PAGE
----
Hypnosis, Contemporary Medicine, and Cost Savings
A review of hypnotherapy research studies conducted at the Mayo Clinic College of Medicine indicated that patients treated with hypnosis experienced substantial benefits for many different medical conditions. Consequently, an expanded role for hypnosis and a larger study of techniques appear to be indicated. Additionally, research conducted at Mount Sinai School of Medicine indicated that institutional costs for surgical breast cancer procedures were $8561 per patient, but patients receiving hypnosis prior to the procedure cost the institution $772.71 less per patient mainly due to reduced surgical time. Patients receiving hypnosis prior to surgery also used less propofol and lidocaine, and had less pain, nausea, fatigue, discomfort, and emotional upset at discharge. Another research study conducted at Beth Israel Deaconess Medical Center indicated that the use of adjunct self-hypnosis with sedation reduces cost during interventional radiologic procedures from $638 to $300 resulting in a savings of $338 per case with hypnosis.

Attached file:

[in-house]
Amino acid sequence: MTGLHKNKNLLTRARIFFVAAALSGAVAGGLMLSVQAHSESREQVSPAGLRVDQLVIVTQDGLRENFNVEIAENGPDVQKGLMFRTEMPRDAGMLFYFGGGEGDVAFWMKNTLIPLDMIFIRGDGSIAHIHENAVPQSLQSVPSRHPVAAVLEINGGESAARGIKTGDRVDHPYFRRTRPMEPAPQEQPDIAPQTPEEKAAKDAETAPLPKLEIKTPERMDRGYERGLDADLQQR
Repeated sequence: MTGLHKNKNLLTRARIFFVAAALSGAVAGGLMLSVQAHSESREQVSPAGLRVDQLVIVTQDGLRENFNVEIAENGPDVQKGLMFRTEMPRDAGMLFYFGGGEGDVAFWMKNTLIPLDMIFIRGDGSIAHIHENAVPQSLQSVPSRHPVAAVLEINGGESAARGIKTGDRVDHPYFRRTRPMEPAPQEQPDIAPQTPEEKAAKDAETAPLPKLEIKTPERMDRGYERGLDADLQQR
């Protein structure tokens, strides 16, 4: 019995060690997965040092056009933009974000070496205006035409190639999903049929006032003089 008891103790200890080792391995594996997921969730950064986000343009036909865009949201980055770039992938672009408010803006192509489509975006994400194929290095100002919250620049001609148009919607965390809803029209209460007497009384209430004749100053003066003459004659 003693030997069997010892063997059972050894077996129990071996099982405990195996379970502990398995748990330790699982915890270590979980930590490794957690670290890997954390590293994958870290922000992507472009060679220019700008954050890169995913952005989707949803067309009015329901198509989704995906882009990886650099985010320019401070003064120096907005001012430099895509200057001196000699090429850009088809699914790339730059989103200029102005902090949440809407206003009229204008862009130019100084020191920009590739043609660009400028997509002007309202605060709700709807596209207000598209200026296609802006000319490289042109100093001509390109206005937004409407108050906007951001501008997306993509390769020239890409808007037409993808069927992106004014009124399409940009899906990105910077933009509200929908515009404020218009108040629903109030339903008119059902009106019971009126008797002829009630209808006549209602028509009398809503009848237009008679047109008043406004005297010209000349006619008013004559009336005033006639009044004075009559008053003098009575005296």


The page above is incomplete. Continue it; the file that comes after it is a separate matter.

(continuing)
- Stewart, J. H. Hypnosis in contemporary medicine. Mayo Clin Proc. 2005; 80(4):511-24. Department of Internal Medicine and Division of Cardiovascular Diseases, Mayo Clinic College of Medicine, Jacksonville, FL, USA.
- Montgomery, G. H., Bovbjerg, D. H., Schnur, J. B., et al. A randomized clinical trial of a brief hypnosis intervention to control side effects in breast surgery patients. J Natl Cancer Inst. 2007; 99(17):1304-12. Department of Oncological Sciences, Mount Sinai School of Medicine, NY, USA.
- Lang, E. V. & Rosen, M. P. Cost analysis of adjunct hypnosis with sedation during outpatient interventional radiologic procedures. Radiology. 2002; 222(2):375-82.
Department of Radiology, Beth Israel Deaconess Medical Center, Harvard Medical School, Boston, MA, USA.